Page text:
Ticket sales at Newark’s Prudential Center increased a whopping 56 percent year-over-year from 2016 to 2017, and Sean Saadeh says program diversification inspired by New Jersey’s makeup is at least partly responsible.
“We’re a very diverse market in New Jersey, so we embrace a lot of genres of music,” said Saadeh, who has been the arena’s executive vice president of entertainment programming for the last two and a half years.
Since a changing of the executive guard in 2013, when private equity fund managers Joshua Harris and David Blitzer purchased the lease for the center (and its tenant, the NHL’s New Jersey Devils), “the Pru Center,” as it has become known, has expanded the number of genres represented in its concert mix, with significant growth seen in K-pop (Saadeh calls the venue its East Coast home), R&B, rock and country music.
And as the Prudential Center’s array of concerts gets broader, so does its food program.
“We tailor certain foods and drinks toward certain shows. It might be a specialty drink for that show —or, if it’s a K-pop show, we might put out certain Korean food options. It might not be a financial win [for us], but it certainly improves the fan experience,” said Saadeh.
And as the fan experience improves, so do the Prudential Center’s rankings. In 2014, PollStar, a trade publication for the concert industry, ranked it No. 27 among the best venues in the world, and No. 9 nationally. Fast-forward three years, and Prudential Center now holds the No. 18 spot internationally, as well as the fourth spot stateside. Billboard’s yearly rankings show the Pru climbing from 17th internationally to 8th between 2014 and 2017.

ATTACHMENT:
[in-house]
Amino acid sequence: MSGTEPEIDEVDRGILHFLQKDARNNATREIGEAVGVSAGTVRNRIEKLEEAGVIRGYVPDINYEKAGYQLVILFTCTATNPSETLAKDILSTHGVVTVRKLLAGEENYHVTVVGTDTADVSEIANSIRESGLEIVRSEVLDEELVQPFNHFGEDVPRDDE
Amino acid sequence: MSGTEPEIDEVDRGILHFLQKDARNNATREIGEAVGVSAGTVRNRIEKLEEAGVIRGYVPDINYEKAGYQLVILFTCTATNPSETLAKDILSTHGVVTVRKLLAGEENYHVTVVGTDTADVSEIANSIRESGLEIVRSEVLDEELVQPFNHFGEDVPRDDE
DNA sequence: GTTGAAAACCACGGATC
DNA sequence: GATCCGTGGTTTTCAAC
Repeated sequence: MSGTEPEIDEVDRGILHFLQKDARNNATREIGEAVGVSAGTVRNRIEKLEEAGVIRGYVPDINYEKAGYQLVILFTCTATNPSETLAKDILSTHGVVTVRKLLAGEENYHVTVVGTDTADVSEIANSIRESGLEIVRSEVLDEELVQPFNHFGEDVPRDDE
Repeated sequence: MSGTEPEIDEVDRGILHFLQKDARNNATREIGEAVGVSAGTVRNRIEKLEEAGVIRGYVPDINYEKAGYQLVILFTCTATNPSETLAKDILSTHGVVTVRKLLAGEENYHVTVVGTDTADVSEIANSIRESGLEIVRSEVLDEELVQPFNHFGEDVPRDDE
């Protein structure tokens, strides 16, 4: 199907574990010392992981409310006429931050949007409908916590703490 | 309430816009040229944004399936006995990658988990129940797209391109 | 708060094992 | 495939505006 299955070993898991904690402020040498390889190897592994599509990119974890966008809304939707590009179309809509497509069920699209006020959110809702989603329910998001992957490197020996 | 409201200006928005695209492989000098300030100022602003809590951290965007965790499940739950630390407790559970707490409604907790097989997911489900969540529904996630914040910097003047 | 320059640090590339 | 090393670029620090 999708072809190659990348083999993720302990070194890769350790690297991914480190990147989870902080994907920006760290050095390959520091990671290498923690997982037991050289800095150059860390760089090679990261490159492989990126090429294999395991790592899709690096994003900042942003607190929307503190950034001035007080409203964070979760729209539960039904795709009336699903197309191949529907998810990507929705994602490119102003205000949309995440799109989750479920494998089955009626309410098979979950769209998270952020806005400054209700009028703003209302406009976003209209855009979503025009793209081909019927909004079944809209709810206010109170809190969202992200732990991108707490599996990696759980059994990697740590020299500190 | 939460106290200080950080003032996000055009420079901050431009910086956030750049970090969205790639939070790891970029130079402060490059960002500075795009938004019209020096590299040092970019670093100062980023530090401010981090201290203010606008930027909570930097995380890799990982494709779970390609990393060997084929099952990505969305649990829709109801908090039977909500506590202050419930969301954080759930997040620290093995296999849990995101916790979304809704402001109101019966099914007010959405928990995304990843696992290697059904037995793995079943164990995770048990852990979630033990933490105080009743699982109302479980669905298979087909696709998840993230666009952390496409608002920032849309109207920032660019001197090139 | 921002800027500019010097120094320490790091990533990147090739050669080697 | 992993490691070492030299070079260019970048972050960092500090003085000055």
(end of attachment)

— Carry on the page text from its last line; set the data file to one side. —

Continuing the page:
None of this is by accident.
“When [Harris and Blitzer] hired me on, we discussed strategy and how we wanted this business to look in three to five years,” said Saadeh.
The strategy had three parts: Invest in personnel; build up partnerships within the entertainment and sports world; and provide an amazing experience not just for fans, but for industry people, promoters, and artists to want to come back to.
There was a domino effect. With the right personnel, the Prudential Center was able to develop the right relationships with programming partners.
“[The team] is out and about — we go and visit our partners, agents, promoters, people who are making decisions on where artists will play in the marketplace,” said Saadeh. “We’re telling our story. We’re making sure we’re face-to-face with our partners so they get the whole story. We’ve been way more aggressive at doing that, and I think that’s really been a big part of our success.”
With the help of programming partners, such as Live Nation and AEG, the Prudential Center has been able to attract more quality talent and even multiday shows. Paul McCartney played twice in September, while country star Garth Brooks played three back-to-back December shows. K-pop superstars BTS performed twice in March to sold-out crowds.
When the 2017 numbers are done and dusted, the Prudential Center expects to achieve non-Devils attendance of over 1 million, up from 776,000 the previous year. Looking ahead, Saadeh said he expects 2018 to be just as good.
“We’re going to continue to focus on selling more tickets. How you handle a family show is different than how you handle a concert, and different concerts are handled different ways, so it’s just continuing to have great focus on individual shows and how we can capture each fan base more effectively,” he said.